Adjudication DIY Guide
It is absolutely vital that you know the answers to the below questions before you attempt to lodge an adjudication application:
- Was your payment claim served on or after the appropriate date, i.e. a reference date? Early payment claims may be invalid (although not always).
- Can you identify the reference date to which the payment claim relates? A reference date is when you can make a payment claim for the work carried out up to the reference date.
- Did a reference date arise at all? Just because you can make a claim at the end of the month does not necessarily mean you have a reference date. Apart from the requirement that you must do some construction work or supply related goods or services, the contract may contain provisions which may create additional references dates.
- Is your payment claim valid? Once again reference date. It might need supporting statements or an endorsement that it is made under the Act (depends on your contract).
- Did you receive a payment schedule within time allowed by the Act (10 business date after you served the payment claim)?
- Is the payment schedule valid? It must propose an amount to be paid (if any), must relate back to your payment claim and must state reasons why the scheduled amount is less than the claimed amount.
- Do you know your due date for payment? Again, the contract will usually nominate a due date for payment. However, it cannot be longer then prescribed by the Act (for contracts entered into under the amended Act).
- Are you still within the time allowed by the Act to lodge an adjudication application? You usually have 10 business days after you receive a valid payment schedule.
- Were all the documents served in accordance with the Act, please read our service of documents page.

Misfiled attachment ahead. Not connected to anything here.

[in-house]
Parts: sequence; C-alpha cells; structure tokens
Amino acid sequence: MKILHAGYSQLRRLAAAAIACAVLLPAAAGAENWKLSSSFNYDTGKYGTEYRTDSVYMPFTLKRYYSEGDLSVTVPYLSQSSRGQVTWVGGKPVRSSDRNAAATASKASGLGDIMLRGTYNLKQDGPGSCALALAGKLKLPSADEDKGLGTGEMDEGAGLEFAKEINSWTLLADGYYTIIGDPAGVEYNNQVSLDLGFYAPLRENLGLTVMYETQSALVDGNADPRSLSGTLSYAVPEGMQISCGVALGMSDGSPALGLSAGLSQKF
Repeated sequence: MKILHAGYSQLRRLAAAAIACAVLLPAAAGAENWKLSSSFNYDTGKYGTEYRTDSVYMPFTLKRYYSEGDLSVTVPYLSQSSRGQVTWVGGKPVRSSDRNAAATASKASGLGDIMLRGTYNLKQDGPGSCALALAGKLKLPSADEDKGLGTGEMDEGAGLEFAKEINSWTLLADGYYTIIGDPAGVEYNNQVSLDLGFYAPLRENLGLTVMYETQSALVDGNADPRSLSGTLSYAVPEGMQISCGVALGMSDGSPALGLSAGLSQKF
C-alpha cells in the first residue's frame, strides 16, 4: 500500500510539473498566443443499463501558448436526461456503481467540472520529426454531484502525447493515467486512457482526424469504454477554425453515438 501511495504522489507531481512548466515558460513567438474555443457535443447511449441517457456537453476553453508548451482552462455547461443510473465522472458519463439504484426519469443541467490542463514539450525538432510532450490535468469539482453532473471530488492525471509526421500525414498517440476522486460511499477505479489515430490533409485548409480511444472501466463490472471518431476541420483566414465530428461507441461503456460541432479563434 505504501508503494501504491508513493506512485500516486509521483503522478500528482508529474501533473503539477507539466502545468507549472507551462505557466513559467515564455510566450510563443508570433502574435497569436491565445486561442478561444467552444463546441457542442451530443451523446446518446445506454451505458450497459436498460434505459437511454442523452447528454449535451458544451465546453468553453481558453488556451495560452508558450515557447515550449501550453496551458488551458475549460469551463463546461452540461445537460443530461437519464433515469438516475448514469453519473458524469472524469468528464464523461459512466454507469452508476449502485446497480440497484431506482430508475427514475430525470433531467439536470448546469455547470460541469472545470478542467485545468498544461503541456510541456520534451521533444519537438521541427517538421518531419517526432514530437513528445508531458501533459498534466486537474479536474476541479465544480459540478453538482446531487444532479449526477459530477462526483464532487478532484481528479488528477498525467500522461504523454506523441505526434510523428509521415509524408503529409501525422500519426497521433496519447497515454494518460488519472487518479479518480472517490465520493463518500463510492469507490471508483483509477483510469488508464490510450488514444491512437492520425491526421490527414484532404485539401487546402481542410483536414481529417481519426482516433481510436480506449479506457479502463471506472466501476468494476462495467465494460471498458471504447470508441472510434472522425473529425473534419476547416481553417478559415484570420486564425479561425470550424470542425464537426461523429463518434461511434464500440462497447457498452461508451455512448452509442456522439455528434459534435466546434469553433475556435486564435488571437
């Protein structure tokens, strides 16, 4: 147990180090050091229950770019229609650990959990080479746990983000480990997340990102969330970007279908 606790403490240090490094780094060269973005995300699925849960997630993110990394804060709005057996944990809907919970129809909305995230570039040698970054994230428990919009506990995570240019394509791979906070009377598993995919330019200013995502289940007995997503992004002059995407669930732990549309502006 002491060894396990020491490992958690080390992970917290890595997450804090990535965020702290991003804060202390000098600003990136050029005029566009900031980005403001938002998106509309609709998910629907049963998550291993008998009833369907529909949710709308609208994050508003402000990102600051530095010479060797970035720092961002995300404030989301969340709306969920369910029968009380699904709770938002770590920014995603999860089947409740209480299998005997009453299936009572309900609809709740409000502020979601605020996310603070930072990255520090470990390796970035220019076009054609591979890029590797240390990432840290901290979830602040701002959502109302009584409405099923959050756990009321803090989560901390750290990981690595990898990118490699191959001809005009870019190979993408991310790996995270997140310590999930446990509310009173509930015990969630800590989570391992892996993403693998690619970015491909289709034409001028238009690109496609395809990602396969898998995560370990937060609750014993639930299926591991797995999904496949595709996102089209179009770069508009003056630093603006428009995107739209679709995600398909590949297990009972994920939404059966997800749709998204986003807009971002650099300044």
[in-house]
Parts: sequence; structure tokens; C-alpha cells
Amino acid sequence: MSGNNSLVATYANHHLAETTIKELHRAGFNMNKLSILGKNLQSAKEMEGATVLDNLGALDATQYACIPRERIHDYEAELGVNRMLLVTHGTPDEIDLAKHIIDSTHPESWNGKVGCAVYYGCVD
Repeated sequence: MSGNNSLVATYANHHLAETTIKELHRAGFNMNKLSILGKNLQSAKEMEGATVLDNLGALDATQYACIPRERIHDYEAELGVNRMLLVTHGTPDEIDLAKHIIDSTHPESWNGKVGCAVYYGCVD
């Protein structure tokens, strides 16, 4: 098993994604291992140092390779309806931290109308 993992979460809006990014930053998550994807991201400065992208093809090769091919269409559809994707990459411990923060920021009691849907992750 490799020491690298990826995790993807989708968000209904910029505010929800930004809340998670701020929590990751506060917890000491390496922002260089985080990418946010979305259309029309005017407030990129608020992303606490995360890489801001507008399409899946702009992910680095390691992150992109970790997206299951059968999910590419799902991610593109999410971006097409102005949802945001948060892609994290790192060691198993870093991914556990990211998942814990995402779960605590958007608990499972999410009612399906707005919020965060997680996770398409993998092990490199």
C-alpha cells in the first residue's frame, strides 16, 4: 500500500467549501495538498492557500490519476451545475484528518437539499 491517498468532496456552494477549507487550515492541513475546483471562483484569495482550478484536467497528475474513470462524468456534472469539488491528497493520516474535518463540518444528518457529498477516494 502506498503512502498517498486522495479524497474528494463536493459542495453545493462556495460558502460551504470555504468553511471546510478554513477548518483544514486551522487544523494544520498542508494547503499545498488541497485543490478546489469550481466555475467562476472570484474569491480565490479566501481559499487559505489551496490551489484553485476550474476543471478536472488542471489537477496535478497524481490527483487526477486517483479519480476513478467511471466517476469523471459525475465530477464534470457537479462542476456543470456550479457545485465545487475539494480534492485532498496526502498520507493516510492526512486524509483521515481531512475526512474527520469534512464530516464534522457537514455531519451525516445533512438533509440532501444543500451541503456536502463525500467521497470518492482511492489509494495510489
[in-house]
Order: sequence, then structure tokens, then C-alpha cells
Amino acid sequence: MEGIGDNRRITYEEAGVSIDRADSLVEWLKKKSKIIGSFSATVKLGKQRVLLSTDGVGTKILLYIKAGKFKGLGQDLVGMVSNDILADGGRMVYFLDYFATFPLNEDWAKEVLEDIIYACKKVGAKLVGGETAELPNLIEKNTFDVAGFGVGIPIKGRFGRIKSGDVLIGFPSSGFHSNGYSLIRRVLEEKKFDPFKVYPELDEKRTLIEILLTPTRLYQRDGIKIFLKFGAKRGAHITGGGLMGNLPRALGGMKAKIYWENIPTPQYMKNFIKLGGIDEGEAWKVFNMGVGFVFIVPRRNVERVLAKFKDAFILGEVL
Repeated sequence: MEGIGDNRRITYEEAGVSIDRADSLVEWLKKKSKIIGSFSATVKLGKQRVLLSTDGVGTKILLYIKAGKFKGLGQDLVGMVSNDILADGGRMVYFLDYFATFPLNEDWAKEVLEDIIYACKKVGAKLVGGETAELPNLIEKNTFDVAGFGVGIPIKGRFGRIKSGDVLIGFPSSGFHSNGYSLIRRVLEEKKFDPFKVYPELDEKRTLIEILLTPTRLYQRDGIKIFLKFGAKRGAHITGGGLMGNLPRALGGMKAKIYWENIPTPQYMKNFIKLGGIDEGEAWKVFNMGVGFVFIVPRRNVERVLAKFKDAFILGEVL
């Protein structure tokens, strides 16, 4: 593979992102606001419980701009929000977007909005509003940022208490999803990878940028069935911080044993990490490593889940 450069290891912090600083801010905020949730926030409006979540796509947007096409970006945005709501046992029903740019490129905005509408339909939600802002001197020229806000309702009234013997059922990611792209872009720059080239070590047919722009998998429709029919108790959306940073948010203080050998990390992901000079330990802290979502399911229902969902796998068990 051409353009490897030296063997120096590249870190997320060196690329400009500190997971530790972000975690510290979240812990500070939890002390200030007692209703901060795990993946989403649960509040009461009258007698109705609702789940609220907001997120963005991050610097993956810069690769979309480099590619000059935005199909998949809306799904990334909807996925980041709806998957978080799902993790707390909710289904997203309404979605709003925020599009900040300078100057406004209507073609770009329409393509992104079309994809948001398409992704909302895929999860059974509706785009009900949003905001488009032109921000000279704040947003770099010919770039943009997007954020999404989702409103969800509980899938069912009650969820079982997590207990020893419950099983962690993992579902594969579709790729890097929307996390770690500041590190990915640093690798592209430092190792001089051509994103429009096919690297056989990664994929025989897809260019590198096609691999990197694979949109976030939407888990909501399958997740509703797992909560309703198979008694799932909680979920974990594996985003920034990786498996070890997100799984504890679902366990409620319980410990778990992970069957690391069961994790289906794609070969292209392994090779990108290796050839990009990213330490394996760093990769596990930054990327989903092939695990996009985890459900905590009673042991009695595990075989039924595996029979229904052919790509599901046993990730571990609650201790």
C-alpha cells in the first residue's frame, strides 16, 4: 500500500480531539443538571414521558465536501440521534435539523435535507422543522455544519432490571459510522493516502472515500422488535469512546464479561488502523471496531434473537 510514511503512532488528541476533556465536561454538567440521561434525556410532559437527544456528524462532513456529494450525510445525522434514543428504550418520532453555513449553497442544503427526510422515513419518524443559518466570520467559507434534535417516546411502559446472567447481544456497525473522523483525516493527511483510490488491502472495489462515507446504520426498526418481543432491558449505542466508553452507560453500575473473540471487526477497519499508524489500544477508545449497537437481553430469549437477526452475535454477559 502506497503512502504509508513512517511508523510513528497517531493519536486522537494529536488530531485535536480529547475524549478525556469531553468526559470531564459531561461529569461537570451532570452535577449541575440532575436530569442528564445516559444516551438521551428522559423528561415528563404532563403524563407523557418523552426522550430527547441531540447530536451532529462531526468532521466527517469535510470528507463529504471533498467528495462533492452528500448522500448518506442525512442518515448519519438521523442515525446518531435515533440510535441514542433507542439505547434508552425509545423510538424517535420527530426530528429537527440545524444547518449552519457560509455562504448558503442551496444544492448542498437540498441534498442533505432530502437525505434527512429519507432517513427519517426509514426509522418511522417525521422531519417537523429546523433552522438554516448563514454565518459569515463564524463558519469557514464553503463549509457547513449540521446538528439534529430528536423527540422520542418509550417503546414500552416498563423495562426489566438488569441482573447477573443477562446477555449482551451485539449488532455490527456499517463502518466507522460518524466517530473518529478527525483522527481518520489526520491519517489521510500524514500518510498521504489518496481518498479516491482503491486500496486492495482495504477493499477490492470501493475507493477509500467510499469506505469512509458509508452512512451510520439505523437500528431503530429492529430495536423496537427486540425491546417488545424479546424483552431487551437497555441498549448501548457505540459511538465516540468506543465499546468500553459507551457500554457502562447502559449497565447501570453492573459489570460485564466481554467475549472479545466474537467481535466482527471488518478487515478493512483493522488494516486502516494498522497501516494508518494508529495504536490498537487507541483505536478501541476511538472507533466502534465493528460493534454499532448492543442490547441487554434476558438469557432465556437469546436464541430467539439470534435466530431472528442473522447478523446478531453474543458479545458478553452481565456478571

Failure to correctly comply with the Act in relation to the above items at best should result in rejected adjudication application and at worst the adjudication application may succeed only to be quashed in the Supreme Court later, read our Adjudication page for more information.
Adjudication is done by correspondence, there will be no oral arguments in front of the adjudicator and in 99% of cases you will never see the adjudicator.
There really is no “correct’ way to do an adjudication submission. It is up to you how you put it together, but ideally it should:
- Start off with an introduction. Briefly describe the project and what you did and when.
- Go into details of your payment claim, why are you due the money? Do this for every item.
- Discuss why the reasons given (if any) by the respondent for non-payment are invalid.
- Attach and refer in your submission to all the evidence you think is relevant.
- Your argument should be structured around your contract, for example you must demonstrate that the money you are claiming for the work carried out are due and payable under the contract. Ideally you should also prove that the reasons for non-payment (by the respondent) are invalid and not in accordance with the contract.
- Preferably you should know the basic contract law principles.
- Very rarely will you be allowed to submit any additional information to the adjudicator and as such you must include all the information, evidence, arguments in your original application. Should you submit unsolicited additional information, it will most likely be ignored by the adjudicator.
- You have to demonstrate that you have carried out the work. Merely stating that my contract is for $40,000 and this is why my claim is $40,000 usually will not be sufficient.
- The adjudicator is not there to babysit you. You must explain what the evidence is and how it supports your case. It’s not good enough to just attach bunch of photos or emails and hope that the adjudicator will make sense of it.
- State facts, don’t cry to the adjudicator of how bad you were treated.
- Keep in mind that while most adjudicators have good knowledge of construction practices, they are not experts in every field. Your arguments must be understood by a person who does not necessarily know all technicalities and jargons of your trade (e.g. electrical).
- A good test would be to give a draft version of your application to someone who does not know the project and see if they can understand what you are trying to argue.